“Lazy Magnolia’s Southern Pecan. This nut brown [brew] made with pecans inspired me many, many years ago— I first had it in 2007 — to start experimenting with nuts in my homebrew days, and influenced a lot of what I’m known for today.” —Kyle Harrop, founder, Horus Aged Ales, Oceanside, Calif.
“Being a New Englander, I have very fond memories of drinking Old Brown Dog from Smuttynose Brewing Company. For me, it’s the perfect springtime beer. There’s tons of malt character up front followed by some brown sugar and nutty aromatics, all balanced by a firm bitterness that’s quite pleasant. It’s a beer that I don’t drink as often as I should, and is truly a perfect example of the style.” —Patrick Chavanelle, senior R&D brewer, Allagash Brewing Company, Portland, Maine
“Those of us in St. Louis have known for years that Civil Life Brewing Company makes one of the finest brown ales in the country with its flagship, American Brown. Deep brown and medium-bodied with notes of coffee, cocoa, and caramel, and finishes with a bright citrus hop note from Cascades.” —Jared Williamson, lead brewer, Schlafly Beer, St. Louis
“My favorite brown ale isn’t very novel or sensational, but it is an awesome beer. Newcastle Brown Ale is a classic for a reason: It is a solid and dependable brown ale, and pretty well is a benchmark for the style. Moderate in alcohol with a reliable malt backbone, it’s just a great beer and a legend for a reason.” —Kevin McGee, president, Anderson Valley Brewing Company, Boonville, Calif.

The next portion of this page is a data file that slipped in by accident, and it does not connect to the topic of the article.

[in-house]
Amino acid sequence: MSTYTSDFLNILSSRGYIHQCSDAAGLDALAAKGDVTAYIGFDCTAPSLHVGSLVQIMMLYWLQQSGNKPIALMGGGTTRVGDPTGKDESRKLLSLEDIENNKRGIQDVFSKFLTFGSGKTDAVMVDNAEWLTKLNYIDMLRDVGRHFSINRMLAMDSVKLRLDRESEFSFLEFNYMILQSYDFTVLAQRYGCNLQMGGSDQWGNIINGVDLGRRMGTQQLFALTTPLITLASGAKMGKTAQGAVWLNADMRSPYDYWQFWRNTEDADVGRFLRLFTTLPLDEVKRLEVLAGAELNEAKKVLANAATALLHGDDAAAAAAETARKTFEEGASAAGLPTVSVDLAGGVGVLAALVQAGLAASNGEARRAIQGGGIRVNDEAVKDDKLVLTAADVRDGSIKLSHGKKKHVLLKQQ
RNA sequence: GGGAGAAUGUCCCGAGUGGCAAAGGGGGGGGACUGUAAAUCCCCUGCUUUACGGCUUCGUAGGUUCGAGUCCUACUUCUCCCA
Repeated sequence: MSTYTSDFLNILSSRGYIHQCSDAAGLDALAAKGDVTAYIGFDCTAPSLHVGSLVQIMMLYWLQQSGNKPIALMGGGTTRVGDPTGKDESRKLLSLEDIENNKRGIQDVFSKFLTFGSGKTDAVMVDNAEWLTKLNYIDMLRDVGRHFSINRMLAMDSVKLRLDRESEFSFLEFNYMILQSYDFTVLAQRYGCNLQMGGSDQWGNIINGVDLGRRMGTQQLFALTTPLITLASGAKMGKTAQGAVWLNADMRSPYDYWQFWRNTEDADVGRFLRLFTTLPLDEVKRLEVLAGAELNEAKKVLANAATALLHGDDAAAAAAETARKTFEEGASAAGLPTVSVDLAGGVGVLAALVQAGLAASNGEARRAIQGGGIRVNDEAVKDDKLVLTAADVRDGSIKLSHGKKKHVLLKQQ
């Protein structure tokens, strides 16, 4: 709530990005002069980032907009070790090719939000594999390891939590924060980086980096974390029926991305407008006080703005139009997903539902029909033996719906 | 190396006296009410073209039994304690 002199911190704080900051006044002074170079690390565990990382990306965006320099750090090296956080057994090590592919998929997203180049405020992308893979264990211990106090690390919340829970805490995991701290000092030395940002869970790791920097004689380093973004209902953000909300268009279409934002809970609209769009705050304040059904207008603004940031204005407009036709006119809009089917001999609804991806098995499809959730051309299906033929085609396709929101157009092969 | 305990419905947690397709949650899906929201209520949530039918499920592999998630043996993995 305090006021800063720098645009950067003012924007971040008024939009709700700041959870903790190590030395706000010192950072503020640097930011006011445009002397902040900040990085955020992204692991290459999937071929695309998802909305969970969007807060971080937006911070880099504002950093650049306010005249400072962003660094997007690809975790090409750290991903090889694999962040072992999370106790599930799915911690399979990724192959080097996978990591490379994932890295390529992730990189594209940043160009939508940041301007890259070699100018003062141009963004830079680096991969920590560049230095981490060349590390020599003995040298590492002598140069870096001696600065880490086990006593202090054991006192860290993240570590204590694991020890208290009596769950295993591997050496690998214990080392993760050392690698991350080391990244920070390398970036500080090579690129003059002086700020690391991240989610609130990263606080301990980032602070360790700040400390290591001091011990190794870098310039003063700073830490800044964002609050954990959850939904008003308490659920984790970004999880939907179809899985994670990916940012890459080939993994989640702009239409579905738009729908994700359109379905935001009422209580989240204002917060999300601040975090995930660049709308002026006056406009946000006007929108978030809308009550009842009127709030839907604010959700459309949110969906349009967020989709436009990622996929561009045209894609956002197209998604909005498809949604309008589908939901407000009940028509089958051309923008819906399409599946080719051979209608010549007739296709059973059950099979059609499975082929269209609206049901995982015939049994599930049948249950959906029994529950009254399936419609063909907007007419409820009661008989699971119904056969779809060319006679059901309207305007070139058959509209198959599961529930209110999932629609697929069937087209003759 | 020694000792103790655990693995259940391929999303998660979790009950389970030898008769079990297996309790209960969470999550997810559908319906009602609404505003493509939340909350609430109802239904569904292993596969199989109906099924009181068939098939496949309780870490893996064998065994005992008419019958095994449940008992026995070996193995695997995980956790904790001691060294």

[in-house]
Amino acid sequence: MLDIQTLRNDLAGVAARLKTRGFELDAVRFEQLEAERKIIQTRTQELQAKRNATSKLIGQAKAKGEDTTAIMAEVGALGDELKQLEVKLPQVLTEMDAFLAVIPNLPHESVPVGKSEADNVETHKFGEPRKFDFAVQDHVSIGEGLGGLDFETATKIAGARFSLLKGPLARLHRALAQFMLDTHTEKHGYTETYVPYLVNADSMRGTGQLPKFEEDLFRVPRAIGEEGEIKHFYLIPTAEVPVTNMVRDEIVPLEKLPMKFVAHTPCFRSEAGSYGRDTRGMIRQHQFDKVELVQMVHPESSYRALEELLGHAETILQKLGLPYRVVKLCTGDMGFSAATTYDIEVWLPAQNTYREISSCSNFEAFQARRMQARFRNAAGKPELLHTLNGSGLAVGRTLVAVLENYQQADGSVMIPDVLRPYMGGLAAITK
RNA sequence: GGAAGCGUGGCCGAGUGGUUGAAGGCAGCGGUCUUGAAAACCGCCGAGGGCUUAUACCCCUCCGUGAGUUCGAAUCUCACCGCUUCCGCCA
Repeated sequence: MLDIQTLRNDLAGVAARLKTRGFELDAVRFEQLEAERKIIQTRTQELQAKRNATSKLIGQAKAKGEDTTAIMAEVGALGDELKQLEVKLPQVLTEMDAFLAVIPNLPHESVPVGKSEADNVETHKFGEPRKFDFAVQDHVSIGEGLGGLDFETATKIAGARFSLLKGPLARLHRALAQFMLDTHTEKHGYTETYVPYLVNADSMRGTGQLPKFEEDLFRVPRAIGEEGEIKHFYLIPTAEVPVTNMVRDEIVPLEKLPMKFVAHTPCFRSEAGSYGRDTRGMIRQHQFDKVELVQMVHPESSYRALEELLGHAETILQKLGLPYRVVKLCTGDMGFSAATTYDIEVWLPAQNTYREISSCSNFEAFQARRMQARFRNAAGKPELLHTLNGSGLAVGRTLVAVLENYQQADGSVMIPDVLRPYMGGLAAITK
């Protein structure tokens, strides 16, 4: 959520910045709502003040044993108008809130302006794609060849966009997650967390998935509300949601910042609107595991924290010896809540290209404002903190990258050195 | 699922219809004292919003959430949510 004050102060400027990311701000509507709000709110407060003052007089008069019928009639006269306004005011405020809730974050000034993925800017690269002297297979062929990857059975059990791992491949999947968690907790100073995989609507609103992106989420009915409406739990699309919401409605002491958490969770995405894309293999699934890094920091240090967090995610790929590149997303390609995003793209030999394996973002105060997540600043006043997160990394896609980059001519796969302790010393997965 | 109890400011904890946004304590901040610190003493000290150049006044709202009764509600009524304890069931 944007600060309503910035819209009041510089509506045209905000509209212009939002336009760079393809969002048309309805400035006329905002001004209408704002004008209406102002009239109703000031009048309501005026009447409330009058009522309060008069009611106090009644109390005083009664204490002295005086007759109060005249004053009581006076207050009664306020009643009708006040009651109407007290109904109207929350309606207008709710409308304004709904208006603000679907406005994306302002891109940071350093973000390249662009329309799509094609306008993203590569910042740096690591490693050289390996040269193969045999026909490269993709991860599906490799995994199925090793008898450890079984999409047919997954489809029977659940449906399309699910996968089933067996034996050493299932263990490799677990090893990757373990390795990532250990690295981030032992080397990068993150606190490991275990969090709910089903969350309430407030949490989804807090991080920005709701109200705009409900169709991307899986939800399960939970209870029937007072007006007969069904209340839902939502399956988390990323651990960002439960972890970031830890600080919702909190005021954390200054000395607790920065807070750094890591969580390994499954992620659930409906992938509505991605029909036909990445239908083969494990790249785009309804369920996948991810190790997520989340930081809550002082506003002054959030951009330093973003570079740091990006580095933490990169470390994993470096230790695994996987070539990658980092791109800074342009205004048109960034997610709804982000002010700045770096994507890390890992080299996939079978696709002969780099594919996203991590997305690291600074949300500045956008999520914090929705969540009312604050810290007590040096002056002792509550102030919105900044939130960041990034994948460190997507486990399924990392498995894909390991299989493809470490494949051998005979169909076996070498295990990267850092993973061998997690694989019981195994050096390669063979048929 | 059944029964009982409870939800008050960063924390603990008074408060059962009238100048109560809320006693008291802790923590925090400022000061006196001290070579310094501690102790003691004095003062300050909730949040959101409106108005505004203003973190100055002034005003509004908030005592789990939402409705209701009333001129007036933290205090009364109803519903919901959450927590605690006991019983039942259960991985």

“My favorite brown ale comes from Woodstock Inn Brewery in Woodstock, N.H. It’s called Pig’s Ear, and it’s perfectly balanced in its unassuming nature. It’s light and nutty with moderate carbonation, and it’s malt-forward featuring an excellent selection of grains. It’s perfectly suited for any season in New Hampshire and is often accessible. I love that it’s part of Woodstock’s flagship lineup, which is not something you see too often anymore. There’s another version with almost twice the ABV called Double Pig’s Ear that also hits the spot.” —Dara Klotz, brewer, Exhibit ‘A’ Brewing Company, Framingham, Mass.
“It’s hard to beat the dry walnut character of Sam Smith’s Nut Brown Ale, and Dogfish Head’s Palo Santo Marron was eye-opening to my younger self about what craft beer could be. But my top pick has to be Janet’s Brown by the late, great homebrewer Mike ‘Tasty’ McDole. This hoppy brown ale brings the classic toffee flavors you’d expect but adds a kick of bitterness from some classic American hops, making it one of the rare beers in the middle of the color spectrum that packs appreciable IBUs. Since [McDole’s] passing in 2020, several commercial breweries, including Russian River, have brewed batches — and homebrew shop MoreBeer! sells kits — of this award-winning recipe in order to raise money for cancer research in memory of Tasty.” —Daniel Gadala-Maria, head brewer, Finback Brewery, Glendale, N.Y.